Both approaches have caveats, however: The first is that peak surcharges are catching on with other carriers. USPS has announced its first-ever surcharge, which will apply to large commercial users like FedEx, UPS and consolidators like Pitney Bowes Inc.'s (PBI) Newgistics Inc. unit that aggregate merchants' traffic and dump bulk volumes into the postal network. FedEx and UPS will pass through those increases in the form of significant markups on their SmartPost and SurePost services, respectively.
Even regional parcel carriers, which typically have lower rates and add-on fees than the big boys, are getting into the surcharge act. Three of the regionals, OnTrac, LSO and LaserShip, plan to apply their own peak season levies. OnTrac and LSO cover all of California and Texas, respectively. LaserShip covers 22 states from New England to Florida.
The second concern is that shippers could lose their contract discounts with FedEx and UPS if they spread around their traffic too freely. Discounts are awarded based on tiers of parcel spending with each. Diverting too much traffic from either, or from one to the other, could drop a shipper into a lower spending tier, and with that a less attractive discount. Shippers will need to determine if the possible loss of year-round discounts justifies trying to avoid the peak surcharges, consultants said.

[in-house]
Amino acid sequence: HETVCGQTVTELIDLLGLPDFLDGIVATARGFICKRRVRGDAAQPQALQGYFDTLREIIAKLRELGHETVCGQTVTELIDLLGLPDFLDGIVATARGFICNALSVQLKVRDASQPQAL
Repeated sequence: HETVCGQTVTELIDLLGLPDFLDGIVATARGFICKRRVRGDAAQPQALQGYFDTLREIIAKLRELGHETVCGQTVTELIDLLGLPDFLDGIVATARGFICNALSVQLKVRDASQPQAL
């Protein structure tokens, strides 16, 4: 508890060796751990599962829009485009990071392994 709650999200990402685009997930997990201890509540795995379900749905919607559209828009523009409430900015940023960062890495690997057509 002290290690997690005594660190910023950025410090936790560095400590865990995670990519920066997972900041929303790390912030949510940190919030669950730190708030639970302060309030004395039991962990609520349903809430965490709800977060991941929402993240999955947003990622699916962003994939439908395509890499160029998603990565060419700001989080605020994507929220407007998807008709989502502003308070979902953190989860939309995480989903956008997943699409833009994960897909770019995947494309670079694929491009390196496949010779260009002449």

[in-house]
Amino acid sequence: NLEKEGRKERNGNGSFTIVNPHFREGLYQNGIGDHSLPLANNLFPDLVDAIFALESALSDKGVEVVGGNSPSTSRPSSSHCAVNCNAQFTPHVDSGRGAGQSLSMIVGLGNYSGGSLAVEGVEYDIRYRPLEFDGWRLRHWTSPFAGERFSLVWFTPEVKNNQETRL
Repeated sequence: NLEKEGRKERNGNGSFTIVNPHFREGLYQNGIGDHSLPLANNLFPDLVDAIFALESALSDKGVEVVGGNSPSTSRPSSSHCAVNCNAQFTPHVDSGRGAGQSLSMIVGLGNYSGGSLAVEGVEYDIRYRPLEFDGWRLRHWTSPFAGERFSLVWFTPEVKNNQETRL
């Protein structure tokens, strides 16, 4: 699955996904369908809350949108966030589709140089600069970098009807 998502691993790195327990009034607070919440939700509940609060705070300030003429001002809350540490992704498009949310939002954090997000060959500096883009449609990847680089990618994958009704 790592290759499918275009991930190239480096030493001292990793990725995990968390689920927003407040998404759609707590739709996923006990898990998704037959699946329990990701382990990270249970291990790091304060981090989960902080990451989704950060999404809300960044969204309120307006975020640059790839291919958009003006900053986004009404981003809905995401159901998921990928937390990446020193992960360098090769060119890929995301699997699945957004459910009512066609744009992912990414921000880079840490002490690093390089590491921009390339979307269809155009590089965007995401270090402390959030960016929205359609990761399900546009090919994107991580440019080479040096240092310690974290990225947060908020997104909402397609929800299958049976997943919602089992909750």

Shippers may have more success in presenting a business case as to why they should be exempt from the surcharges. John Haber, CEO of Spend Management Experts, a consultancy, said non-retailer shippers with robust year-round volumes stand a better chance of escaping the surcharges than retailers who cram the bulk of their traffic into the holidays.
According to Maciuba, FedEx and UPS will likely grant exemptions to customers that, based on the carriers' analysis, generally tender profitable freight throughout the year. The reason, he said, is that the carriers want the business year-round and don't want to alienate the companies supplying it. By contrast, shippers failing to meet the carriers' profitability standards will be hit with increases without the carriers giving it a second thought, Maciuba said.
Shippers who try to plead their case with the carriers need to fully quantify the severity of the surcharges in terms of the incremental cost that will be incurred and the impact on margins and profitability, according to Sullivan of Shipware. He added that shippers must be vocal about the consequences of the surcharges on their bottom lines. "Shippers can't assume that the carriers have their best interests in mind," Sullivan said. "They won't get anything if they don't ask for it."